James Corner Field Operations and Piet Oudolf’s use of paving imitates the rhythm and movement of busy downtown Manhattan. Although the concept of this design is to replicate the daily life of a city that is known to be highly stressful, the blending of materials creates a calmness that is attractive and inviting. The interlacing concrete and granite pavers are skillfully placed, creating what looks like a sporadic blend of light and dark. This paving technique really defines the movement and flow of the space, while also relating to the context of the city.
6. Brown University’s Jewelry District Public Realm
As an expansion of Brown University’s Medical School, the urban plaza of Ship Street Square designed by !melk Landscape Architects and Urban Designers innovatively introduces a new paving material. A defining characteristic of historical Providence, Rhode Island, is the traditional cobblestone streets.
To continue this timeless style, the iconic “!melk blue®” paver was designed exclusively for this project. The pavers interconnect with several other materials, such as wood decking, keeping the space unique and interesting. Innovative and historically sensitive, the pavement makes this project a success.
7. Levinson Plaza
Inspired by New England’s regional garden landscapes, Mikyoung Kim Design created an urban grove that clearly catches the eye with one glance. The bold herringbone pattern of Levinson Plaza’s pavement was thoughtfully designed throughout the grove, creating access to entry and exit points. The alternation of vegetation and pavement defines the human scale of this design, which makes the space so comfortable.
8. Solingen Town Hall Square
The design team at scape Landschaftsarchitekten takes a more modern approach to paving at Solingen Town Hall Square. The distinctive concrete carpet at Solingen Town Hall Square gives the project visual continuity while also physically connecting different areas. The paving changes where vegetation starts, creating a smooth blend throughout each of the spaces.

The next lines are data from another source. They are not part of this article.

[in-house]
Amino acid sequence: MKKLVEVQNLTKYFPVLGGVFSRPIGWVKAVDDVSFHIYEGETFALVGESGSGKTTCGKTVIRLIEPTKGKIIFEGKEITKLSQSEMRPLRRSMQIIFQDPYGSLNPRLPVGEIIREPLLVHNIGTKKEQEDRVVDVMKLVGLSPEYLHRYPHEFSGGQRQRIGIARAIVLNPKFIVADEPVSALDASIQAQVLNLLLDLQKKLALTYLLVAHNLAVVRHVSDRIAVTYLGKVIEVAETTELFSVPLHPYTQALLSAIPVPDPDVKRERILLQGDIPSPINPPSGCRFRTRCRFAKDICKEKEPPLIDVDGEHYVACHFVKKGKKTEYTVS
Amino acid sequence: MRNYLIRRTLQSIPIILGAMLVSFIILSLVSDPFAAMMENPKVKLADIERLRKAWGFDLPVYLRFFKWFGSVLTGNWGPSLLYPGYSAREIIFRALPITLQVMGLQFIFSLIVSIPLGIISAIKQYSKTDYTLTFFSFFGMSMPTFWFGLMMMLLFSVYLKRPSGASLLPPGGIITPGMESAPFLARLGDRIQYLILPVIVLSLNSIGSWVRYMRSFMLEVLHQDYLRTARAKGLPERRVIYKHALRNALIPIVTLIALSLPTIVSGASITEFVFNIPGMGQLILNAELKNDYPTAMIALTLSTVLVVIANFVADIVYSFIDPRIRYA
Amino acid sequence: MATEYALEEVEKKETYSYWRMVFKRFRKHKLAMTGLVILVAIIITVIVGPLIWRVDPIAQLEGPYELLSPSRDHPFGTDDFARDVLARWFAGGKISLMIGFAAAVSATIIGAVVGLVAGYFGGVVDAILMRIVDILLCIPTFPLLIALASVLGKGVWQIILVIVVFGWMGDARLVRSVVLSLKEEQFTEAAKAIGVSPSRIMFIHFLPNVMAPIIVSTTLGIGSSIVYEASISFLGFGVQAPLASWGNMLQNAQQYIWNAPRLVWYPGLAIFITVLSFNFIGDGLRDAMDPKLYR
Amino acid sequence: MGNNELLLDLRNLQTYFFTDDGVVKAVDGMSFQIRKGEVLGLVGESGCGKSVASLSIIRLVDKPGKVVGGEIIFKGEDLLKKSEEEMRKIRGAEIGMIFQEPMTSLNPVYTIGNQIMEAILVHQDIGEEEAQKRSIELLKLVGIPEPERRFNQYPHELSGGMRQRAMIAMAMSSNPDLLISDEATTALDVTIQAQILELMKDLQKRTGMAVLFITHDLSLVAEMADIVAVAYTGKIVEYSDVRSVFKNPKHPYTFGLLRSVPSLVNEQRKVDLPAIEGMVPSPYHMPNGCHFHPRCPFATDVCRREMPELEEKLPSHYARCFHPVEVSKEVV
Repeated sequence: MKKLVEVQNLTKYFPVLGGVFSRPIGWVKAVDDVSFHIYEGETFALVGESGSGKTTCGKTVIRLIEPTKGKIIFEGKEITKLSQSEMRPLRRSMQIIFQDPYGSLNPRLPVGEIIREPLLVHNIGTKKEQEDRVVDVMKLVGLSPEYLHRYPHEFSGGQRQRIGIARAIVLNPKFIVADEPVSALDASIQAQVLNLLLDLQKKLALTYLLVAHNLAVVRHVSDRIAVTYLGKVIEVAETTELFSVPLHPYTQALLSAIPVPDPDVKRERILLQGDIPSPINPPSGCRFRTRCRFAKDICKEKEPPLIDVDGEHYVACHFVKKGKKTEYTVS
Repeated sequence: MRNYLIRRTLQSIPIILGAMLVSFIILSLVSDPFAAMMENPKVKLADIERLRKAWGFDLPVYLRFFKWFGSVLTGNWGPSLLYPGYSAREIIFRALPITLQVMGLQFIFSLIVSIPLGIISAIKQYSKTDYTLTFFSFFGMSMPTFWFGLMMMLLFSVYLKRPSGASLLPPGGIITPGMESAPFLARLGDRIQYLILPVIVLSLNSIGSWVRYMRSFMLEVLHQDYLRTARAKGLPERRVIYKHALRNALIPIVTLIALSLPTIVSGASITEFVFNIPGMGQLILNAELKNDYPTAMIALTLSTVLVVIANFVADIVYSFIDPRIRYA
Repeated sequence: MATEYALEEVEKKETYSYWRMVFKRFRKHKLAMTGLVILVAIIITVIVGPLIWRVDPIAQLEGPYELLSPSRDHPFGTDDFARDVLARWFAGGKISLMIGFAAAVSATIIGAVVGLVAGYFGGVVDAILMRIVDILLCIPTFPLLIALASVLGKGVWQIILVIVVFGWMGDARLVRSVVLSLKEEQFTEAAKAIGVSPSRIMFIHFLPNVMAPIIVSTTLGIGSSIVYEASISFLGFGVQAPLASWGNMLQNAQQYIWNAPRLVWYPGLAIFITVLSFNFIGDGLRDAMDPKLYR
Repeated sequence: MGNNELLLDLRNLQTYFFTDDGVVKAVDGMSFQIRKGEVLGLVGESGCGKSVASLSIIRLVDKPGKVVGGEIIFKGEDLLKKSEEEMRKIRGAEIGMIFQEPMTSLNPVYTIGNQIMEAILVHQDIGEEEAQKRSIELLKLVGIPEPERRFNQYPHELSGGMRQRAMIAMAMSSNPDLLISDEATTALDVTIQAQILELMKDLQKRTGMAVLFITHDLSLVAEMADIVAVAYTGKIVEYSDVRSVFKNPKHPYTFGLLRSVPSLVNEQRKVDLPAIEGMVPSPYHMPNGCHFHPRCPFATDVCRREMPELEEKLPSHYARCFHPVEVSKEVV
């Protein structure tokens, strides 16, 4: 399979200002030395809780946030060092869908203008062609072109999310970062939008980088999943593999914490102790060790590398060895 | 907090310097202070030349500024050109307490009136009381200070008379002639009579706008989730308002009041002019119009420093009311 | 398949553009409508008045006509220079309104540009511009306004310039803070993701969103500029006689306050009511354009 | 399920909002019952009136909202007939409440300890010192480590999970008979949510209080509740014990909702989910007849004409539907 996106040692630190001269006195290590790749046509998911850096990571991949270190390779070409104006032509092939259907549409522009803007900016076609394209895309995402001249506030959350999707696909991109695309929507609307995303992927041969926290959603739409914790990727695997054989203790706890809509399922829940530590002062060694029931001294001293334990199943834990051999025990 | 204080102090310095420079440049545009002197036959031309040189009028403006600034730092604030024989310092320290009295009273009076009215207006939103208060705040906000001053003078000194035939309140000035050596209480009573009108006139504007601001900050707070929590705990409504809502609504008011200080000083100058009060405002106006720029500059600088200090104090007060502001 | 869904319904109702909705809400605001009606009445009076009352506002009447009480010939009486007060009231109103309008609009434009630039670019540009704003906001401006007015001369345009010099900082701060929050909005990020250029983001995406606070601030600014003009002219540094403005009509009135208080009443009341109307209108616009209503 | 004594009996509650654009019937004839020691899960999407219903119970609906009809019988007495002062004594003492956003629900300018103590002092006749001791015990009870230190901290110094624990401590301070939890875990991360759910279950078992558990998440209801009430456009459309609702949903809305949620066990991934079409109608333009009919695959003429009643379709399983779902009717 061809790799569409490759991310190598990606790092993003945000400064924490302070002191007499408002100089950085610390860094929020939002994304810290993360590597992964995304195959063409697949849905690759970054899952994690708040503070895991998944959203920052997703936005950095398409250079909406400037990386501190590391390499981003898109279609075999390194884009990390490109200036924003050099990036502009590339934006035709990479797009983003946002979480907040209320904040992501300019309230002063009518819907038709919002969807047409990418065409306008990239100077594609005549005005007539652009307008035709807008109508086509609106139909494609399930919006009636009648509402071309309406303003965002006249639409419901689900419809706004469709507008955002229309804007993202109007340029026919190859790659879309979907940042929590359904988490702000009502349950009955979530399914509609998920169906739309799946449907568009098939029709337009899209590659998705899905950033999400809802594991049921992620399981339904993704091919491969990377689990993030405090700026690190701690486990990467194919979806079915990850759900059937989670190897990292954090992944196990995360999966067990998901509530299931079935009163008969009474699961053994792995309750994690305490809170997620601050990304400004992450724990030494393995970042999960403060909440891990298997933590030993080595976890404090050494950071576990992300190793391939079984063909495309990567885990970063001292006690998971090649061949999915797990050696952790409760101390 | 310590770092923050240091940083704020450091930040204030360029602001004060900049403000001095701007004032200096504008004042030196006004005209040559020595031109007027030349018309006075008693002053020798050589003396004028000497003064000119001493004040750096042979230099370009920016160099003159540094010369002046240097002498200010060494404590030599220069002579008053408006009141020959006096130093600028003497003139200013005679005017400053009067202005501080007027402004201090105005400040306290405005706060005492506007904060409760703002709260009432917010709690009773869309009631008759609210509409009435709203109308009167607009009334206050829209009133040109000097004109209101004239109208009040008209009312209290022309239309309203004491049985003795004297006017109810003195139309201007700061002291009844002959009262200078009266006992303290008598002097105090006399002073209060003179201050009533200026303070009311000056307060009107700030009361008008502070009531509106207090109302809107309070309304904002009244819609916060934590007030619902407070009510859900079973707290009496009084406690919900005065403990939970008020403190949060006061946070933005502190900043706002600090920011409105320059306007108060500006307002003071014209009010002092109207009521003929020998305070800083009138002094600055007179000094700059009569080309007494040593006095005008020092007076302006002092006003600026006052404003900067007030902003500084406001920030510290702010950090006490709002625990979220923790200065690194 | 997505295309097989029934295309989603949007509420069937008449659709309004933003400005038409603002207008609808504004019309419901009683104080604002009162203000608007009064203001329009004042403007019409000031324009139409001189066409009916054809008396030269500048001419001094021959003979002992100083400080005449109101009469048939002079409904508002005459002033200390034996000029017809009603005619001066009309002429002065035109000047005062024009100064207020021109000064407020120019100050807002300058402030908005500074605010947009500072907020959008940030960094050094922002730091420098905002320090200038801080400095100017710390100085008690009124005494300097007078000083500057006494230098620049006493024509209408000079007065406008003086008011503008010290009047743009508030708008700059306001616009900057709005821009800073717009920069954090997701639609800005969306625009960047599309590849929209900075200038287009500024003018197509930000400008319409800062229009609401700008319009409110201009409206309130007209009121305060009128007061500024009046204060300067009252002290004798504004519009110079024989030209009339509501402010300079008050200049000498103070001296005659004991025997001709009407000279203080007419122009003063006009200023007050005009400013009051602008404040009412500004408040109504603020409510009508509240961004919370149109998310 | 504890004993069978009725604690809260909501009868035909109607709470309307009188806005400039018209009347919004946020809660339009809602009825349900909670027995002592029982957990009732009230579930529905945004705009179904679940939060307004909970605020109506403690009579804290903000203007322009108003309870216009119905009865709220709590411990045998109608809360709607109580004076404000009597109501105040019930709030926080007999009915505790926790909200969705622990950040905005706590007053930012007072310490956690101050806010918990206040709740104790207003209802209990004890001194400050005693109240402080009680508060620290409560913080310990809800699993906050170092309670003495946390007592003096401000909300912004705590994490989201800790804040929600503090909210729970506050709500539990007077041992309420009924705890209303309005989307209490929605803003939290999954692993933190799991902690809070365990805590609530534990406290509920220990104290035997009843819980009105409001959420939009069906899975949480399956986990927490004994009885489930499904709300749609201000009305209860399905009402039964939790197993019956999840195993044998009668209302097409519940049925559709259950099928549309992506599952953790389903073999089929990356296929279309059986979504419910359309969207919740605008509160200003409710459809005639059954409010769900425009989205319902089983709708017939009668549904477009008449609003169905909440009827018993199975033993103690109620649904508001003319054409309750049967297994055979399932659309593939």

9. Coyoacán Corporate Campus
DLC makes use of sustainable materials for Coyoacan Corporate Campus in one of Mexico’s oldest neighborhoods. The materials were chosen based on their low maintenance and durable characteristics. Black volcanic granite is used for the ground surfaces and walls, and composite wood (60 percent bamboo, 40 percent non-toxic resin) was used for the wooden decks. Sustainable paving contributes to a space designed to last years into the future.
10. Centenary Square
Using local materials, JMD Design improved connectivity and reestablished Centenary Square as Parametta, Australia’s civic center. Meant as a place for community events and gathering, the Australian black granite paving unifies the large central space. The custom-cut pattern shows off a high quality and look consistent with the City Centre of Parramatta.
Take away From Paving in Landscape Design
It is just as important to consider paving as any other material in landscape design. We’ve seen that it can be symbolic, sustainable, artistic, and even relate to the history of the site. When used correctly, the blend of paving into a site can create movement and visual continuity, resulting in a successful design.
- Becoming an Urban Planner: A Guide to Careers in Planning and Urban Design by Michael Bayer
- Sustainable Urbanism: Urban Design With Nature by Douglas Farrs
Article by Jeanne Connolly